Communications researchers say that a successful communication consists of a sender, a message, a receiver (or audience), and feedback. When you're the sender and a presentation is your message, how do you make sure your audience gets the message you meant to send?
Every day, in offices and meeting rooms all over the world, people are sitting through presentations. And most of the presenters aren't enjoying giving the presentation any more than their audiences are enjoying watching it.
At least, the way we've been conditioned to do presentations isn't fun. But I believe the problem isn't because anyone really wants to be bored; it's mostly because presenters never get the chance to know their software well enough to create truly compelling presentations.
If your introduction to presentation software was wrapped up in the time crunch of having to create your first set of slides, it's likely that you never really had the chance to learn what your software could do for you. With the pressure of a looming deadline, you put together the same sort of presentation done 90% of the time: words on a slide, maybe with a common background or template. It got you through the finish line, but how did you feel about giving that presentation? Were you proud of it? Was it fun to give? And how did your audience react?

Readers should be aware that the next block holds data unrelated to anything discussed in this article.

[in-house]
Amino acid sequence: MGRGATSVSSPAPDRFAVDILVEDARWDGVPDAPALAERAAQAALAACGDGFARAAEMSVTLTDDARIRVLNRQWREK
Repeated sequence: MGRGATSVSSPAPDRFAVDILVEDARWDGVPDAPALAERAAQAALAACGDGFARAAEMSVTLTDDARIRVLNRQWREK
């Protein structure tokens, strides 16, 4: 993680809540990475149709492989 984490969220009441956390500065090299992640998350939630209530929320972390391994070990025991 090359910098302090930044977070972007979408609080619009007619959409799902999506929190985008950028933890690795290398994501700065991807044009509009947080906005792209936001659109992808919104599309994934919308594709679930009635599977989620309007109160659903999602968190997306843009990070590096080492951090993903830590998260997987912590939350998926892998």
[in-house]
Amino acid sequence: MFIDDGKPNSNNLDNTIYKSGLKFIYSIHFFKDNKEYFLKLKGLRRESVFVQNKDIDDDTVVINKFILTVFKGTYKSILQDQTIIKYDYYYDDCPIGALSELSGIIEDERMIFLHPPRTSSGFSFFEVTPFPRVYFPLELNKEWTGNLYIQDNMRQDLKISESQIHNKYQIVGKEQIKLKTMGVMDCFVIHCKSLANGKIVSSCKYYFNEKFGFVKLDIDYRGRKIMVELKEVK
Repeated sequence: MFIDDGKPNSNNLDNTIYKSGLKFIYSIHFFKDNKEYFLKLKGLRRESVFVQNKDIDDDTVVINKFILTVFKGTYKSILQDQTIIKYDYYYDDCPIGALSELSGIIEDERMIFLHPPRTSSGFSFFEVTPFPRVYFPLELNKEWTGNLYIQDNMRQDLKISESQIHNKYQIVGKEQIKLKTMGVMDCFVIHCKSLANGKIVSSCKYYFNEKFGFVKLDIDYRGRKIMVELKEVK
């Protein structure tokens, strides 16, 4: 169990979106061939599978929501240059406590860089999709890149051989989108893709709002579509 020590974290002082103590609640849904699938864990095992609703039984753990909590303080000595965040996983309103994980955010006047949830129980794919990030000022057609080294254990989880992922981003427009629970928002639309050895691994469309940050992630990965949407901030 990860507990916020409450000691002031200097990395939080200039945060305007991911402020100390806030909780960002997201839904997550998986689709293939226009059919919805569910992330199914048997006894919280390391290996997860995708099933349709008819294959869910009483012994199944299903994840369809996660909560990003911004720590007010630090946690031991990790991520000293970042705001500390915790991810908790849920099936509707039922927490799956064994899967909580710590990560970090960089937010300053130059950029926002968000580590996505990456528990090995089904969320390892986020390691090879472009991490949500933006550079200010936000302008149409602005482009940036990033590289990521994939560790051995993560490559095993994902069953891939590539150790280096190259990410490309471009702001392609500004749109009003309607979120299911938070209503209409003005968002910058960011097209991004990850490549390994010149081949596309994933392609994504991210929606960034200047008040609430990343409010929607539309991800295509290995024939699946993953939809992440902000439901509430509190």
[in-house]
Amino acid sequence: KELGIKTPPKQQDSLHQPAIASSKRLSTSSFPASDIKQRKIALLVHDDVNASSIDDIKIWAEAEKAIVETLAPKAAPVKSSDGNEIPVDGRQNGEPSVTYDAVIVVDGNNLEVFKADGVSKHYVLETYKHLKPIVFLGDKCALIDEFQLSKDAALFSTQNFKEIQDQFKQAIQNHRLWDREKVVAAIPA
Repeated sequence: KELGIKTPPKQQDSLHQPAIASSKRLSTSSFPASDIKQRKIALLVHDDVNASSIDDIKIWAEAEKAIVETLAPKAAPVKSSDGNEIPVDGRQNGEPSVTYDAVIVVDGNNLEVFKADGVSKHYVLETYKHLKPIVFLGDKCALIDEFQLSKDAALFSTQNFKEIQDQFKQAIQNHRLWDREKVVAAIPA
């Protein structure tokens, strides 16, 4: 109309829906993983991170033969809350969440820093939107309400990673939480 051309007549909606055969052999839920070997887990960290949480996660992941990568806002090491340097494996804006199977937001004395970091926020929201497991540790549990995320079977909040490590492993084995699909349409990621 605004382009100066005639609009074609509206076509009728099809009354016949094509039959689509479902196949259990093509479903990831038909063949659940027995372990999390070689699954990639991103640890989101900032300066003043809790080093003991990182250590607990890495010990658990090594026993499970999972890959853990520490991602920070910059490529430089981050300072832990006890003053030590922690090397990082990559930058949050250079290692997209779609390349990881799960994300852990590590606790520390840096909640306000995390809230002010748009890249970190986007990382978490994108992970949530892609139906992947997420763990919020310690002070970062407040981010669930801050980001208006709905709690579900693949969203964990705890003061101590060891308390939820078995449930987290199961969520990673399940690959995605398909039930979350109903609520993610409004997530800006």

Usually, they won't say so, but most people in a business setting really don't like sitting through presentations. Why? Because most presentations really are downright boring. In fact, they're so typically boring that a phrase to describe them has become popular: "death by PowerPoint". That phrase wouldn't exist if presentations were typically entertaining and informative!
And that's where I come in. After years of writing and public speaking, typically backed by a presentation, I've realized that most of my colleagues--in fact, most of the people in the computer-using world--don't like to give presentations because they think inside the box created by presentation software. That's why they tend to look the same, feel the same, and act the same.
Power Presentations is a five-hour course in how to effectively use your software to create entertaining, compelling presentations. I'll show you how to take advantage of your software's native capabilities, but I'll also show you how to get out of the presentation box and use graphics, sound, video, and interaction. You can be one of the few presenters who leave your audience interested and informed.
Give yourself the advantage of understanding. Take five hours of your time and turn it into opportunities: to be more valuable to your company, to get a job, to knock out school work with confidence and skill.
Get an Office Overhaul. Register now.